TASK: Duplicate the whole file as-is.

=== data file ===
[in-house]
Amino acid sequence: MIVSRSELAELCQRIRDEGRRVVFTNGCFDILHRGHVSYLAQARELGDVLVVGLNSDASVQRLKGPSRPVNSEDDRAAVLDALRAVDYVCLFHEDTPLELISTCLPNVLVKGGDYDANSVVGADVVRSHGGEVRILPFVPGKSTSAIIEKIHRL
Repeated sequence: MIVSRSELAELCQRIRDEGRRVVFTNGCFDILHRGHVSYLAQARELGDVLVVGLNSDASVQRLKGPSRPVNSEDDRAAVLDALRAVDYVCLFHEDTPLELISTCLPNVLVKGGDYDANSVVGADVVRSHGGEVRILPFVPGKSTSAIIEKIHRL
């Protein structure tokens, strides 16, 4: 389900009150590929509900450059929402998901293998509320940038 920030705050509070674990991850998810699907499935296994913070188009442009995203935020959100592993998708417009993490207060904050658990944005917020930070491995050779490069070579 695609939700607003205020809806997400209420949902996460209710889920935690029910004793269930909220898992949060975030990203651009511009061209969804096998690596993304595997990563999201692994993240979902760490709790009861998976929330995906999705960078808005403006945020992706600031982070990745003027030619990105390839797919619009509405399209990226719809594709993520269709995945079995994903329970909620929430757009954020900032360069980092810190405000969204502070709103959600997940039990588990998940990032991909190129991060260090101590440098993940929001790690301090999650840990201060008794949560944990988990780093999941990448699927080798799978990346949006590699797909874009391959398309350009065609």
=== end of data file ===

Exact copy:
[in-house]
Amino acid sequence: MIVSRSELAELCQRIRDEGRRVVFTNGCFDILHRGHVSYLAQARELGDVLVVGLNSDASVQRLKGPSRPVNSEDDRAAVLDALRAVDYVCLFHEDTPLELISTCLPNVLVKGGDYDANSVVGADVVRSHGGEVRILPFVPGKSTSAIIEKIHRL
Repeated sequence: MIVSRSELAELCQRIRDEGRRVVFTNGCFDILHRGHVSYLAQARELGDVLVVGLNSDASVQRLKGPSRPVNSEDDRAAVLDALRAVDYVCLFHEDTPLELISTCLPNVLVKGGDYDANSVVGADVVRSHGGEVRILPFVPGKSTSAIIEKIHRL
């Protein structure tokens, strides 16, 4: 389900009150590929509900450059929402998901293998509320940038 920030705050509070674990991850998810699907499935296994913070188009442009995203935020959100592993998708417009993490207060904050658990944005917020930070491995050779490069070579 695609939700607003205020809806997400209420949902996460209710889920935690029910004793269930909220898992949060975030990203651009511009061209969804096998690596993304595997990563999201692994993240979902760490709790009861998976929330995906999705960078808005403006945020992706600031982070990745003027030619990105390839797919619009509405399209990226719809594709993520269709995945079995994903329970909620929430757009954020900032360069980092810190405000969204502070709103959600997940039990588990998940990032991909190129991060260090101590440098993940929001790690301090999650840990201060008794949560944990988990780093999941990448699927080798799978990346949006590699797909874009391959398309350009065609």